>A century later, in 1775, things had progressed so far that Catherine II could destroy their oldest and last military outpost on the lower Dnieper, and in 1783-5 liquidate the remnants of their administration, enserf Ukrainian peasants, dissolve the Cossack estate and absorb senior Cossack officers into Russian dvoryanstvo.

        Right. When you have a bunch of Pashtun tribes working for you, who turned on their masters to come serve you, the responsible and smart thing to do is to co-opt their elites and try to domesticate the rest, so they don’t betray you and rebel. If, after 200 years of domestication efforts, the Cossacks had kept their taste for gangrape and looting and their contempt for the Ukrainians proper, you can imagine what they were like in Khmelnitsky’s day. Again-Pashtuns are cool, when they’re your friends, but it’s better to make sure they can’t change their mind.

      • Candide III says:

        However, he often had to close his eyes to their depredations

        Khmelnitsky was, in other words, for the Cossacks, not for the Ukrainians (to the degree that there were Ukrainians at the time,) first and foremost.

        Pfui. A war general’s first duty is to fight the war. If his options are (a) lose and be destroyed together with your people and (b) close your eyes to collateral damage and keep your side in the fight, the choice is obvious. The same goes for anybody holding supreme command — for example, a captain of a sinking ship who orders the bulkheads closed even though there are still people and sailors on the other side. Yes, this kind of dilemma is by no means easy and the person confronting it will never be the same again no matter what he chooses.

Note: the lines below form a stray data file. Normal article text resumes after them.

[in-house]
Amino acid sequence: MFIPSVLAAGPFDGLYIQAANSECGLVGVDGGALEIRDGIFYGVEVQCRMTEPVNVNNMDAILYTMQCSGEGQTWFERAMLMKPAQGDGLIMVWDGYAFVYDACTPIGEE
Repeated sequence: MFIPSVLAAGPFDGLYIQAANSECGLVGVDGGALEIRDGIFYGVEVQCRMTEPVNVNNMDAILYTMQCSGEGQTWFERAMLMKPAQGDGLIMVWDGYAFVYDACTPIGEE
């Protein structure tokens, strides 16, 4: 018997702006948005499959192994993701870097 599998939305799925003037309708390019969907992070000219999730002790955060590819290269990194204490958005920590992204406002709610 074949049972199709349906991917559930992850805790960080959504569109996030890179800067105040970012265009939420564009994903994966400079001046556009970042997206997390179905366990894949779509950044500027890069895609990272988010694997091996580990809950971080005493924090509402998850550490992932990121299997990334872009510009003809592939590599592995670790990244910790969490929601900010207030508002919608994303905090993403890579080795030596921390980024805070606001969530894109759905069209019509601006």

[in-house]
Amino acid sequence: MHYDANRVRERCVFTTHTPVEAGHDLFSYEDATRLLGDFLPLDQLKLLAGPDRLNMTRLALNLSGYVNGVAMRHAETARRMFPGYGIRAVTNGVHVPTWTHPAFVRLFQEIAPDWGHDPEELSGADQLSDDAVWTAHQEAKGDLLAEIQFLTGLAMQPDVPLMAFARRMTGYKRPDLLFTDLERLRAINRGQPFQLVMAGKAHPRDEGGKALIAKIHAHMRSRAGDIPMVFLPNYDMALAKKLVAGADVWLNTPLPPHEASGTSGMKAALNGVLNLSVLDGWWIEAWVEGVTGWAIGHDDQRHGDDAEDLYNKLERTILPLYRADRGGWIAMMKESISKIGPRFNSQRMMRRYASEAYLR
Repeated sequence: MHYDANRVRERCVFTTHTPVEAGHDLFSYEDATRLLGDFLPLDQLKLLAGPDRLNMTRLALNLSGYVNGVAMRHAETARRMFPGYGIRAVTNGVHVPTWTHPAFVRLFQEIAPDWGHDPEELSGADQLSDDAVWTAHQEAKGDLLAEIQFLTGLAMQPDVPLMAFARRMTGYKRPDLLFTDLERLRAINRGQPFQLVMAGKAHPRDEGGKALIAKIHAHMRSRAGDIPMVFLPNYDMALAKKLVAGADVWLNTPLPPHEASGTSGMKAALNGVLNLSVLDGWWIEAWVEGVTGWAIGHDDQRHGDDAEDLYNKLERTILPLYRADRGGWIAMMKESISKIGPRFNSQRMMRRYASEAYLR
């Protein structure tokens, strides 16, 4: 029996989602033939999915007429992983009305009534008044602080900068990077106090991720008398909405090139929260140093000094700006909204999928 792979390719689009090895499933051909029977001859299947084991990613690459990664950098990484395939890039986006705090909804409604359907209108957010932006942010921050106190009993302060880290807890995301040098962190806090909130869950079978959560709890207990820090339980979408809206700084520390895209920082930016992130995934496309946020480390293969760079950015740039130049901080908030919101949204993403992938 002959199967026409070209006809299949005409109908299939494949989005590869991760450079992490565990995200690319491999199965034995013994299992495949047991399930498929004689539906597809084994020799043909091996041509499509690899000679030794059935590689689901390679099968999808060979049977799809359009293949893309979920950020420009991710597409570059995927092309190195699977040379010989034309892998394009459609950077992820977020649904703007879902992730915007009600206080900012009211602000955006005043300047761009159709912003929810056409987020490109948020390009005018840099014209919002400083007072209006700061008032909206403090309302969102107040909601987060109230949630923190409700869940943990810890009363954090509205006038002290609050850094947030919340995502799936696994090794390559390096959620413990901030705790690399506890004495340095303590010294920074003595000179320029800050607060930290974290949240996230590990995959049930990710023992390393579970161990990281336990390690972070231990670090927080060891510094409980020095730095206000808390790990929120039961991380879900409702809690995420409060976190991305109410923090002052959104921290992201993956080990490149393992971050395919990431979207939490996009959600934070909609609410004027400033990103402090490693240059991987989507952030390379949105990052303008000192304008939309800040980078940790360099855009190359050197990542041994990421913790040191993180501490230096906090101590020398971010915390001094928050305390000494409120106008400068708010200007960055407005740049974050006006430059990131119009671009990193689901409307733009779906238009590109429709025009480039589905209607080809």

Listen, B, what do you want? You want me to agree that Jewish pogroms were bad? No problem, I agree. You want me to agree that a lot of horrible stuff happens during a war? Sure, it does. But if you want me to subscribe to some kind of Jewish social-democratic vision of history such as what shines out from your comments, go soak your head. If you and your kind love peasants so much, why farm taxes out of them and manage szlachta’s slave-labor plantations for them? Not enough work making shoes?

      • B says:

        >A war general’s first duty is to fight the war.